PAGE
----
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Motivation vs. engagement

3 min read


This post is by Paul Marciano, author of “Carrots and Sticks Don’t Work: Build a Culture of Employee Engagement with the Principles of RESPECT.” Follow him on Twitter @drpaulmarciano.

If you’re not clear on the difference between employee motivation and engagement, you’re not alone. I was once asked to explain it to the CEO of an international consulting firm that claimed expertise on the subject. What I want you to know right off is that there are significant differences between the concepts and meaningful implications for how we manage people and, in turn, their productivity.

The clearest way to explain the difference between an engaged and a motivated employee: Imagine watching a team of employees working hard to complete a project by deadline. If they do so, they will be rewarded with a bonus from the client. As an observer, you see all of the employees fully in the game, working hard, and you would say, “Everyone is really motivated.”

At the eleventh hour, something goes wrong, either a computer crashes or the team realizes it doesn’t have the resources to complete the project on time and will not receive the bonus. Now, you have two groups of people: those who look at their watch and say, “Oh, well, we tried. Time to go home,” and those who say, “What is it that we can get accomplished?” Who do you want on your team?

Engaged employees are in the game for the sake of the game; they believe in the cause of the organization. Motivated employees are in it for what they can get out of it. When the carrot is taken away, the effort of the motivated employee disappears. Engaged employees are hardy — they continue to work toward accomplishing the task and supporting the mission of the organization, despite environmental challenges. They keep both feet in the boat and paddling hard toward the destination. In contrast, when times get tough, motivated employees start looking for other boats to jump into or put their heads down and hope not to get noticed.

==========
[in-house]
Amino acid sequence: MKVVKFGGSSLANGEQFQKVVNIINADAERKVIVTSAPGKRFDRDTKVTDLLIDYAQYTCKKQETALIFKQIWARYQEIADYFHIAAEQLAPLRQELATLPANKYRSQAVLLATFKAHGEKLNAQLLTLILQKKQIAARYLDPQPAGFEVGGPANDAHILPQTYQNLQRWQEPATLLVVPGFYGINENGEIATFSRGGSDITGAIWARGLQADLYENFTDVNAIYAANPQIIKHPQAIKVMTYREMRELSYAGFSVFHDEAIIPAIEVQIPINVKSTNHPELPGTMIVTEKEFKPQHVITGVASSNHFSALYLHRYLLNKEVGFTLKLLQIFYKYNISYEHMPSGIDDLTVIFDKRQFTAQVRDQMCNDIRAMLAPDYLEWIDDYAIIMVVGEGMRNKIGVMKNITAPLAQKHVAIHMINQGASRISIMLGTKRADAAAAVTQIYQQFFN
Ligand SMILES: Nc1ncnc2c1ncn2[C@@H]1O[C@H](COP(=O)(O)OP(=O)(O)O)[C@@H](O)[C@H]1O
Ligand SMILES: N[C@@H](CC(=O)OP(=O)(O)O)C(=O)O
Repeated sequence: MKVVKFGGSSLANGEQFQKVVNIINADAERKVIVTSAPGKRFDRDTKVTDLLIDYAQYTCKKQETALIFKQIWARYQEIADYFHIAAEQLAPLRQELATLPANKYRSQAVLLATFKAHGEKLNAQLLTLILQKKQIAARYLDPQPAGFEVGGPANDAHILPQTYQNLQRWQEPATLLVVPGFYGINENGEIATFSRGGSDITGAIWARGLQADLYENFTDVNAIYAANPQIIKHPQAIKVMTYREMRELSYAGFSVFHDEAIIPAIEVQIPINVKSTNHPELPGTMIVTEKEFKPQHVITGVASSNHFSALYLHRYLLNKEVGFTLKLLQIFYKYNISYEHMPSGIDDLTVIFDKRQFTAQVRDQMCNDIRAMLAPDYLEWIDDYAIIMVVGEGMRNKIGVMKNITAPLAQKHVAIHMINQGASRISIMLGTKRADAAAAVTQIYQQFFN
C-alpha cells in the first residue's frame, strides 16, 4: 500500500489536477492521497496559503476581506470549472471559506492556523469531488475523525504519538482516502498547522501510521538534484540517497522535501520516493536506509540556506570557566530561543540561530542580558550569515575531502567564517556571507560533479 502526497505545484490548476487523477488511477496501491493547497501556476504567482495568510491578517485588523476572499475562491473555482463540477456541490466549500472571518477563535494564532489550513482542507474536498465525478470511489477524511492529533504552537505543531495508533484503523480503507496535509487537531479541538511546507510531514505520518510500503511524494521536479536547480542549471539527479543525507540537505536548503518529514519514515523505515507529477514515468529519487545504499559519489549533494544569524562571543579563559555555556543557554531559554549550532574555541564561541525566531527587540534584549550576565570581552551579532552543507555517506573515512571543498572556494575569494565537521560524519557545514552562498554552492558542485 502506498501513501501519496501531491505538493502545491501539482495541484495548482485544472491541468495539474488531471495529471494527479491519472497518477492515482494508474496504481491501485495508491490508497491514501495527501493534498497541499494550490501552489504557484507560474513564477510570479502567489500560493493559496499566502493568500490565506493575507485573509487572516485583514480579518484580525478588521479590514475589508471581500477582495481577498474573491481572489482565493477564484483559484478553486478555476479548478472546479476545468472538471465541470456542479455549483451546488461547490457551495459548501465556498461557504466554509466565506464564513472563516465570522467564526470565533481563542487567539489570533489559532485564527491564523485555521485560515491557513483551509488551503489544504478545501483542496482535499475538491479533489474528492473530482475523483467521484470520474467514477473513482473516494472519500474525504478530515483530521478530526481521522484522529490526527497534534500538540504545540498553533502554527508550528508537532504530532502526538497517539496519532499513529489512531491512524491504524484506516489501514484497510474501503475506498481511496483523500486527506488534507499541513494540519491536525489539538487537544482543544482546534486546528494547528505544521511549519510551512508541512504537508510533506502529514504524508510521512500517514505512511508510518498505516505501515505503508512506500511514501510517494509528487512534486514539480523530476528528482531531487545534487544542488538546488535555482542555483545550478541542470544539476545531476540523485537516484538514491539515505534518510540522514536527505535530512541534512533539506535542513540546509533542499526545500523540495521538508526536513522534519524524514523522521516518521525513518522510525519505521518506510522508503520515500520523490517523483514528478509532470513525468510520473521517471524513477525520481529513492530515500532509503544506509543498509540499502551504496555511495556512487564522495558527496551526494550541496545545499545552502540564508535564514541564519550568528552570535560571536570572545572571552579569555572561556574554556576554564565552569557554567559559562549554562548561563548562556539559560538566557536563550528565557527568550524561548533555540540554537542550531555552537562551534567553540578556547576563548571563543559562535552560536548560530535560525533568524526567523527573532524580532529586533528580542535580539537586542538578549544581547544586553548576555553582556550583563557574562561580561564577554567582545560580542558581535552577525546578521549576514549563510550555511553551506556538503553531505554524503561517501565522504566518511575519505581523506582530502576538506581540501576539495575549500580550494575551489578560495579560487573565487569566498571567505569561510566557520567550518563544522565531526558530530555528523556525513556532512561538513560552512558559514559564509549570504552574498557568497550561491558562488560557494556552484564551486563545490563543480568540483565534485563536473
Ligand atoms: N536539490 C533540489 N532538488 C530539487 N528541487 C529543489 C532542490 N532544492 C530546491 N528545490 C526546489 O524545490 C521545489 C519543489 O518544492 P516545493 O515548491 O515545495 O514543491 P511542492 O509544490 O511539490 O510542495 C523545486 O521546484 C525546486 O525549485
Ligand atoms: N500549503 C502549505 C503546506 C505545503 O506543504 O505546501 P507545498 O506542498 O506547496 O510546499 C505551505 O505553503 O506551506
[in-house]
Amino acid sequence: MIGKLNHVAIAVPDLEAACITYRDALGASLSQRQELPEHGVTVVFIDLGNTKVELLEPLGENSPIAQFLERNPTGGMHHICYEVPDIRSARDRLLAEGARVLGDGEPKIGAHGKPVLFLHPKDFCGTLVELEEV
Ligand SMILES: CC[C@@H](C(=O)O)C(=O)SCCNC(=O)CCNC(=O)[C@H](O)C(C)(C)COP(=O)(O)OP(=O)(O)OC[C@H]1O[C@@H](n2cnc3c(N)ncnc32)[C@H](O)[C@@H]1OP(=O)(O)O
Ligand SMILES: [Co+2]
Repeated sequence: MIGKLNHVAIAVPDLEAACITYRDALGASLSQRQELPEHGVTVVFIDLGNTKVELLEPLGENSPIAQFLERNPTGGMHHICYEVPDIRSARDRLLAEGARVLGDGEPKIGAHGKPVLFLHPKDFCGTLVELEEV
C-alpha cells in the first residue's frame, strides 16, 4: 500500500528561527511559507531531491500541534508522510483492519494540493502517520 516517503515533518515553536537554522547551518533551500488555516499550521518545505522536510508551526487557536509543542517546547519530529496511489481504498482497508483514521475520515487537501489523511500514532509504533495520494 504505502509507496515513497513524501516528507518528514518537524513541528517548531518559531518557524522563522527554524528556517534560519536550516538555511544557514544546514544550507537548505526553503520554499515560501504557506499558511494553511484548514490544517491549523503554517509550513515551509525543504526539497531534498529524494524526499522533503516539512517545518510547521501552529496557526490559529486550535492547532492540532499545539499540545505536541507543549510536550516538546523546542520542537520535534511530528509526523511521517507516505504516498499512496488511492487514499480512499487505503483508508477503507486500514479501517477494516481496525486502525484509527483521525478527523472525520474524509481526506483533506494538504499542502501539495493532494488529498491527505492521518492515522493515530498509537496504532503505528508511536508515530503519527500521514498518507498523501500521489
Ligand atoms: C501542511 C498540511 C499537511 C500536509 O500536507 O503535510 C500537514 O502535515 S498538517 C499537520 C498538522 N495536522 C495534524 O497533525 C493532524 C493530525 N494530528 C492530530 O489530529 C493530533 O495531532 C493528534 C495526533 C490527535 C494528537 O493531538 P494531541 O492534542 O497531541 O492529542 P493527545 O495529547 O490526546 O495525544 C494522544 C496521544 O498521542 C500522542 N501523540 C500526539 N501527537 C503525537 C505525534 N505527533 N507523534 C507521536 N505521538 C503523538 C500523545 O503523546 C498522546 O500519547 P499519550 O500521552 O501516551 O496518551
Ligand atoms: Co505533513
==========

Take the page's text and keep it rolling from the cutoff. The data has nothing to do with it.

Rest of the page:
Another important difference between motivated and engaged employees is the quality of their work. Motivated employees want to get to the finish line to get their carrot. In contrast, engaged employees want to “win” and do the best job possible, meaning taking their time and getting things right. It also means paying attention to their surroundings, in contrast to motivated people, who are like racehorses wearing blinders. Engaged employees are truly passionate and thoughtful about their work and are the difference makers in your organization.

Let me share a personal example: I recently hired a wonderful woman, Jeanne, to help with my business development. Jeanne is truly engaged because she believes in our work and mission to spread respect in the workplace. She sends me e-mails and text messages about ideas at 10 p.m. Saturday because she can’t wait to tell me Monday morning. She goes above and beyond what I ask or pay her to do and, most importantly, keeps her eyes open and brain turned on for opportunities as she goes about her work that I would never see. You don’t get this with people wearing blinders who are simply motivated to earn a paycheck.